It can be difficult to think about and comprehend that in the time it will take for me to finish writing this blog & for you to read it, almost 10 Americans will have been sexually assaulted.
This powerful Netflix documentary shines a light on two specific stories of young women who were sexually assaulted. It explores sexual assault, rape, trauma, cyber-bullying & overall coming of age in our world of social media.
Audrie & Daisy comes from acclaimed filmmakers Bonni Cohen and Jon Shenk (The Island President, The Rape of Europa) and made its world premiere at the 2016 Sundance Film Festival. This film is a real-life drama examines the ripple effects on families, friends and communities when two separate young women discover that sexual assault crimes against them have been caught on camera, passed around and posted online.
Although I grew up with the internet, it wasn't the sensation that it is today. Yes, we had email and chat rooms, AIM away messages and Myspace - but those posts were somewhat limited. Now though, with the world of Twitter and Instagram, opinions and experiences are no longer limited to just our friends, but rather shared with the entirety of the internet. But that's just part of it. As difficult and complicated that social media has made our world, the main issue is still on battling sexual assault and standing up for those who are silenced.
When a group of officials can dismiss sexual assault as "boys being boys" or a presidential candidate can claim that discussing sexual assault is "just locker room talk," you know we have a long way to go.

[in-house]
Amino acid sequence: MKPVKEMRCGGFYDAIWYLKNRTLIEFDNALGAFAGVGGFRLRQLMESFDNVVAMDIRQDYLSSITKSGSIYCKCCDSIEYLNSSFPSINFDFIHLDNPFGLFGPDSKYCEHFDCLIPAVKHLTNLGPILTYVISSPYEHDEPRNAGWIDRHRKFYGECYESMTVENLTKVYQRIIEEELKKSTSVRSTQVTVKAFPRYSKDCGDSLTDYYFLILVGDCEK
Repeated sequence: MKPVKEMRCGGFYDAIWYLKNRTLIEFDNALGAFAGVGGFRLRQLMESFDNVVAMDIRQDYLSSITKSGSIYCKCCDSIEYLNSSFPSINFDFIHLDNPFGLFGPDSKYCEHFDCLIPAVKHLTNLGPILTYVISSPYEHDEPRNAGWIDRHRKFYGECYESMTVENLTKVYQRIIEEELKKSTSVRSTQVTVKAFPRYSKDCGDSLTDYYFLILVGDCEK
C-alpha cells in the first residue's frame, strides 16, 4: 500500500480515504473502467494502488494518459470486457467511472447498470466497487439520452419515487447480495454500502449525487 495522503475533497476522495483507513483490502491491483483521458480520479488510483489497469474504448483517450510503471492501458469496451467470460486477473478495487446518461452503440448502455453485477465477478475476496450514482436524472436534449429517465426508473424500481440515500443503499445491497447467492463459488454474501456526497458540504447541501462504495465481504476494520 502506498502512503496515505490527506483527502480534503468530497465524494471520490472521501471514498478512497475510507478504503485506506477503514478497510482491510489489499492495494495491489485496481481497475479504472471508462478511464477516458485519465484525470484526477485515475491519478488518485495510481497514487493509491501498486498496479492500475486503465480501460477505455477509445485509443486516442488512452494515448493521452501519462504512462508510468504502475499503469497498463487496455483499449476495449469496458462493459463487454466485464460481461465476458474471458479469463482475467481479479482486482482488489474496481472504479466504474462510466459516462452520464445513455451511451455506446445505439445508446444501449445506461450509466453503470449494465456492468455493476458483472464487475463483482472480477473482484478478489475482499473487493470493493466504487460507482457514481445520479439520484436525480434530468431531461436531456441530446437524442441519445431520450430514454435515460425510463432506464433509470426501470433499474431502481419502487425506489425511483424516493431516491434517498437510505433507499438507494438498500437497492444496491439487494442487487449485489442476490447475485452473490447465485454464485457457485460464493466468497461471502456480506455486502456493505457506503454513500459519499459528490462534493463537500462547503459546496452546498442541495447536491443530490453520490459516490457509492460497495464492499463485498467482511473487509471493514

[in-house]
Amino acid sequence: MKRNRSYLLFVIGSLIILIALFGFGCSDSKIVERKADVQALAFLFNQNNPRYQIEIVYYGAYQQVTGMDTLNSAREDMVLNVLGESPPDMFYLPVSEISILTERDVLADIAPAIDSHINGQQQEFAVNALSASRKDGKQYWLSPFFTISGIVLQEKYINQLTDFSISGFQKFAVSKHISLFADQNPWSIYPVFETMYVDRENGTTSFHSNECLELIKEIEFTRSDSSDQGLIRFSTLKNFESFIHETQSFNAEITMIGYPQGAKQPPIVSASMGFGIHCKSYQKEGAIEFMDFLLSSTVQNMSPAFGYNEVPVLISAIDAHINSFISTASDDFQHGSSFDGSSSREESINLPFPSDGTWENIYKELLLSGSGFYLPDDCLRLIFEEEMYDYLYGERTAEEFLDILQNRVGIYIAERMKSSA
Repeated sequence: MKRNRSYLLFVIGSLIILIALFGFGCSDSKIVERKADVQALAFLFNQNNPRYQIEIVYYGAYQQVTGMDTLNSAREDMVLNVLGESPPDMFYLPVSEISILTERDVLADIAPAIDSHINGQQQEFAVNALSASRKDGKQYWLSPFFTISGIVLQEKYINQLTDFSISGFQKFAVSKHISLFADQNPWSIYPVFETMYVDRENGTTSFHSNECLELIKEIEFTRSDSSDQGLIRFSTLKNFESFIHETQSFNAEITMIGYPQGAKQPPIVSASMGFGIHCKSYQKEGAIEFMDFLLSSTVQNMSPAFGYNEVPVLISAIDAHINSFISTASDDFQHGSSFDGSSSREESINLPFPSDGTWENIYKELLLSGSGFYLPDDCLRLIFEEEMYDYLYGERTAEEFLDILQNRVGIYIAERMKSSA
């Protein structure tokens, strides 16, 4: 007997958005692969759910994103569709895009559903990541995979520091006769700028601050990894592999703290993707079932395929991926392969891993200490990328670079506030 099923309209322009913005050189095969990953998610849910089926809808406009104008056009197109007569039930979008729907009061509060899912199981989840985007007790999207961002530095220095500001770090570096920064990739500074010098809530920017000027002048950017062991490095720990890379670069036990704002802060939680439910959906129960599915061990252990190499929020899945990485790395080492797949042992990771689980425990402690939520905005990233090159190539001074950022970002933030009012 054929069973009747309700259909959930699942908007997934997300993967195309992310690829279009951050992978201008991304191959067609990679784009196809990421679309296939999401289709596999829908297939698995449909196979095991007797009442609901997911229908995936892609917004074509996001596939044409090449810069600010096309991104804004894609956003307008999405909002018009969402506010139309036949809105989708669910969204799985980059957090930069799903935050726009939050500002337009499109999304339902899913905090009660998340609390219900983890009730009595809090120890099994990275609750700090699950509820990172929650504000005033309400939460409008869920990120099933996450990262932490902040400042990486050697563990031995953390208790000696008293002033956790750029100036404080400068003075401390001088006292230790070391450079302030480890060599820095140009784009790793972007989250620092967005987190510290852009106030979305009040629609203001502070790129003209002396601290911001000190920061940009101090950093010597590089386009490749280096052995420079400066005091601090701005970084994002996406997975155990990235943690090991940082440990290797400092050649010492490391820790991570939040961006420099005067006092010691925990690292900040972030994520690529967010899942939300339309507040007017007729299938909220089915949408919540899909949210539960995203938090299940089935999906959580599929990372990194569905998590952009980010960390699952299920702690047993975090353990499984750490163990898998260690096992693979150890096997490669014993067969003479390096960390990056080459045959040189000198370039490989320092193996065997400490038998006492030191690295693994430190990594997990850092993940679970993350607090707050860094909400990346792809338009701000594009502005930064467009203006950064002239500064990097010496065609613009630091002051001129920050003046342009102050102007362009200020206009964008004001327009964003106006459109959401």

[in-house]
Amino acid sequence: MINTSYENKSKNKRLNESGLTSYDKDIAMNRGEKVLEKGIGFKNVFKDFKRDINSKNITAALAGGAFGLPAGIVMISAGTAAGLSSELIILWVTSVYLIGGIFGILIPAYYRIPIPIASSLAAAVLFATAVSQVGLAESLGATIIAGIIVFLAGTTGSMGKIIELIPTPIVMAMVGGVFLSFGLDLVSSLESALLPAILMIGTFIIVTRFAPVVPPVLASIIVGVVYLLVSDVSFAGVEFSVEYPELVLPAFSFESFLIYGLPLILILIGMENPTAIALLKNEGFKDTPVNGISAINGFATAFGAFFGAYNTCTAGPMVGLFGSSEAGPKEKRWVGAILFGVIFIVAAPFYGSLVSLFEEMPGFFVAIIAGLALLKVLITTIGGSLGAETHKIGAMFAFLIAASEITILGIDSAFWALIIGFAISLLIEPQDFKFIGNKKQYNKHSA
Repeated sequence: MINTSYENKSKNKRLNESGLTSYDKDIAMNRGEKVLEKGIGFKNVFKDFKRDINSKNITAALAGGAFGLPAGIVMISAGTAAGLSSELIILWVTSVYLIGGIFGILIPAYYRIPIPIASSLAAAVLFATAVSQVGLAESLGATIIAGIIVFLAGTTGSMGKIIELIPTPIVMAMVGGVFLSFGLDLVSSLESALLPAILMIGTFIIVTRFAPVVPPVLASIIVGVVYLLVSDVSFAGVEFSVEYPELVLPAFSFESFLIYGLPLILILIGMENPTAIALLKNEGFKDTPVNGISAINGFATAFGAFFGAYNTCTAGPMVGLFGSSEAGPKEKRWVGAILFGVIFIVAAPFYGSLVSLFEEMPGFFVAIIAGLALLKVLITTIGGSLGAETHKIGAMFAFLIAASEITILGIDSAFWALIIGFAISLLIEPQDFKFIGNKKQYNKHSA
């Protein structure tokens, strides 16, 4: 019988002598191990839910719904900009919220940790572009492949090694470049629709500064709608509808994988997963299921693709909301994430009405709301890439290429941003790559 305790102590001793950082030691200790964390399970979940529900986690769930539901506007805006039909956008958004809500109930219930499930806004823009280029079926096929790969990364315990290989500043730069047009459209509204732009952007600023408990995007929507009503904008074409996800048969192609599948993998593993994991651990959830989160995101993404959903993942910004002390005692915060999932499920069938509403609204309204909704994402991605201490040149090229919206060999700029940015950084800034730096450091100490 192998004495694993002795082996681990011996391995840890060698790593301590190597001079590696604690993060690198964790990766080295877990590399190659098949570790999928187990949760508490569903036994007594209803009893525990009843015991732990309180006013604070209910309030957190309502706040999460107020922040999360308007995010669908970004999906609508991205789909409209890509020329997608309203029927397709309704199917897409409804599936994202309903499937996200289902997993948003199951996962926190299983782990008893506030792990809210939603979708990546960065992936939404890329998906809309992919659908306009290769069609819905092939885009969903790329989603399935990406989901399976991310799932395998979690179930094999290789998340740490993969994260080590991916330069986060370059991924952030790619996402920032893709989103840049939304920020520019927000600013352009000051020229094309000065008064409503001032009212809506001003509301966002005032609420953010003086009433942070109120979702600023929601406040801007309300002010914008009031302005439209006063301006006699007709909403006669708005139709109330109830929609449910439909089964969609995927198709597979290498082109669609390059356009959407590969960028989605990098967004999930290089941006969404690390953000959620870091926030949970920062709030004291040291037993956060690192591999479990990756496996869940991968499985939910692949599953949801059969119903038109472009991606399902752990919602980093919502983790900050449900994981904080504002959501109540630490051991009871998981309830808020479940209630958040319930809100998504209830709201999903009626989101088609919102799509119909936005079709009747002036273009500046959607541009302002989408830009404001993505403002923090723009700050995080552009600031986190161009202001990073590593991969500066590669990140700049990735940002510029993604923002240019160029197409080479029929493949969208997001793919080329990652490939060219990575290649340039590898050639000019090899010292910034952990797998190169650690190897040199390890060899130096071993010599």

So there's one question that comes to mind when faced with the reality of sexual assault, and a question that this documentary works to answer: "What can we do?"
#1: Remember that it takes as much effort to help as it does to hurt.
#2: If you hear a rape joke or someone demeaning a survivor, speak up & say that's not okay, anywhere.
#3: Teach boys about toxic masculinity, consent, & how to intervene as a bystander. Let them know they can talk to you.
#4: Educate yourself
-- Erin Carr
ReVamp Recommends is a special blog feature highlighting theater productions, artists, movies, TV shows, books, events, etc. that are relevant to ReVamp Collective's mission, and that we want to share with our fellow artists and audience.
In this edition of ReVamp Recommends, we would like to direct your attention to an essay written by Samantha Kristina Clarke, a theater artist and educator, from her website, skcwriter.com. In the essay, entitled "The Boys' Club," Clarke draws on past and present personal experiences to illustrate how disgusting, toxic rhetoric about gender roles and expectations spouted by individuals like a certain Republican presidential nominee perpetuate dangerous and negative behaviors, and affect how young minds perceive gender roles and stereotypes. It's an eloquently written piece by an articulate woman that reveals that, no matter how far we've come in breaking down gender roles and gaining equality among the sexes, we still have a long way to go.
-Kristen M. Scatton